Wednesday, March 23, 2011
“Thinking About Sustainability: The Roles of Philosophical Ethics”
The first to be presented at the recent Sustainability Ethics Conference at Penn State University Park, Dower’s paper provided a clear outline of the key concepts and questions that are at work in discussions of sustainability. The paper began by situating the role of the philosopher as one who 1) analyzes concepts, 2) identifies ethical issues and any underlying theories that might already be in use regarding these issues, 3) offers normative arguments for preferring some theories over others, and 4) considers implications of the application of those theories. His paper followed suit by raising questions about concepts like “sustainability” and “development.”
One of Dower’s key points was that certain concepts, such as “sustainability,” are contestable concepts. Sustainability presupposes a value, but is not itself a value–sustainability is neither good nor bad, it all depends on the value of what is being sustained. This is related to the ambiguity contained within the “able” of “sustainable.” Just because something might be capable of being sustained does not necessarily mean that it is worth sustaining. For instance, one could strive to sustain one’s tyrannical regime or one’s extravagantly carbon-producing lifestyle, but this is not what most people have in mind when thinking about the values that are presupposed in sustainability ethics.
But even if there is consensus on certain issues within sustainability ethics (e.g., that we should consider the equality of all life, environmental and economic demands, and the well-being of future generations) there are still different assumptions about values at stake. If we’re talking about justice, for example, what kind of justice is this? Is it inter-generational? Is it a global justice? Is it a liberatarian model of justice (marked by a “trickle down effect’) or a more Rawlsian picture that might involve state intervention, taxation, and redistribution policies? Regarding future generations, are we considering only the next two future generations, or future generations in general? And are these future generations of humans, or are the lives of future non-human creatures also relevant?
Finally, there is also a question of what it is that we are trying to sustain? When couched in terms of sustainable development, “development” is also a contestable concept. Often understood in light of liberal models of economic growth, Dower notes that development might also be thought of in more qualitative terms, such as fostering basic capabilities and quality of life for others. Whereas sustainable development might seem like an oxymoron if understood strictly in terms of economic growth, thinking about development along the lines of well-being and the flourishing of human and non-human life might offer us a different framework within which we can imagine and think of sustainable practices and policies.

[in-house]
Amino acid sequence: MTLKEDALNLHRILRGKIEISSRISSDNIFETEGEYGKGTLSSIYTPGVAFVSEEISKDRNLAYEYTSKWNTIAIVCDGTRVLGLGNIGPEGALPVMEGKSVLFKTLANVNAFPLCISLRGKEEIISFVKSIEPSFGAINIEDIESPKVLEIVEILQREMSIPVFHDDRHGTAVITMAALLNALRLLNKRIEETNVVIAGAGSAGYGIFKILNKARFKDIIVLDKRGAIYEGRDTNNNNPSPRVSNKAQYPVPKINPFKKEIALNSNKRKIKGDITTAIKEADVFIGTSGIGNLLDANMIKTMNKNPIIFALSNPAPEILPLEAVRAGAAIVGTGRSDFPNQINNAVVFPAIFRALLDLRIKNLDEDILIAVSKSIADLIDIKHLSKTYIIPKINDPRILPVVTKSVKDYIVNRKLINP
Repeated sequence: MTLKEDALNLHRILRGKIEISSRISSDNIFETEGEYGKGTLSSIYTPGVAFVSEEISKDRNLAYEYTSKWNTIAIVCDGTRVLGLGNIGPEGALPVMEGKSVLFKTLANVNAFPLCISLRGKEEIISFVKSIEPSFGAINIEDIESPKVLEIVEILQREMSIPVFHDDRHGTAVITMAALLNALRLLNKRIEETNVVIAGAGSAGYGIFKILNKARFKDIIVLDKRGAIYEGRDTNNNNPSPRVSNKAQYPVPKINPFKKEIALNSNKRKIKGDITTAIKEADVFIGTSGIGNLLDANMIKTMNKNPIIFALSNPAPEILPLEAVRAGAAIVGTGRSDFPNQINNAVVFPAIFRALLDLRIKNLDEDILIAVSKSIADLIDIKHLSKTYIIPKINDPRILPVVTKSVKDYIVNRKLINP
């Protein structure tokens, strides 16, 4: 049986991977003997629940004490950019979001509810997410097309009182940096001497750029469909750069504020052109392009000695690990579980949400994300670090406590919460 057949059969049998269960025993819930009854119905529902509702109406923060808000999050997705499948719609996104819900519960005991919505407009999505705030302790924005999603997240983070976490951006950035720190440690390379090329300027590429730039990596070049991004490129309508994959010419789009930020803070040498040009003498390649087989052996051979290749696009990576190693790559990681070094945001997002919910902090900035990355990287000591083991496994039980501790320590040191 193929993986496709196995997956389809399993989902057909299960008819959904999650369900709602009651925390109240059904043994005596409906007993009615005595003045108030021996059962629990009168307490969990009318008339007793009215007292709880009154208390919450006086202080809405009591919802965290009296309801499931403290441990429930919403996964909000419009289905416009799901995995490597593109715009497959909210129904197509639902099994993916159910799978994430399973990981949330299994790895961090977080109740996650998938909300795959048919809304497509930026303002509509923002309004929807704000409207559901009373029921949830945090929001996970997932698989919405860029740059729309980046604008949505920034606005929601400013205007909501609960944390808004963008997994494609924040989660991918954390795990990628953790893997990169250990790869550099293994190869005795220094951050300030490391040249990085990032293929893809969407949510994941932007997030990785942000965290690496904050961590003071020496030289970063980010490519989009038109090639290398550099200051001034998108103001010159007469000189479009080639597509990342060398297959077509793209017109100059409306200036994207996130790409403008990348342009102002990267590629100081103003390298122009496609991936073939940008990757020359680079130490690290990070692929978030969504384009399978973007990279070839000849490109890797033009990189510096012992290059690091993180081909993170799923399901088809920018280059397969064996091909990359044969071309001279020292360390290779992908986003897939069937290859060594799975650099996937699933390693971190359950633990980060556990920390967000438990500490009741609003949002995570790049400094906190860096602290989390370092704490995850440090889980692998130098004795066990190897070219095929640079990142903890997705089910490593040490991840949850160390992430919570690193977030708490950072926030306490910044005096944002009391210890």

Dower’s paper sheds an important light on our tendency to take certain things (i.e. concepts and values) for granted, whether we work in the humanities, the sciences, or on the side of politics and institutions. In addition to quickly outlining the value of philosophical reflection on these issues, I think that the crux of Dower’s paper is important by virtue of how it corresponds to an earlier point that was made by Donald Brown during the opening comments for the entire conference. In short, Brown insisted that any research agenda on sustainability should pay attention to what has already been done and what hasn’t worked. Since sustainability has been a topic of concern for the past 15 or more years, even if it hasn’t been such a “sexy” or, rather, urgent topic as it is now, we ought to pay attention to the values that have so far influenced previous efforts for “sustainability” and especially “sustainable development.” For those who express frustration that we haven’t gotten anywhere and continue to simply talk in circles (perspectives that were energetically expressed in the question and answer session that followed), it might be helpful to take another look at what sort of presuppositions have so far motivated our research and policies.
In this way, Dower’s paper did more than offer an argument about the value of philosophical reflection on questions of ethics, it also made a powerful point about the very possibility for practical and effective efforts for sustainability.,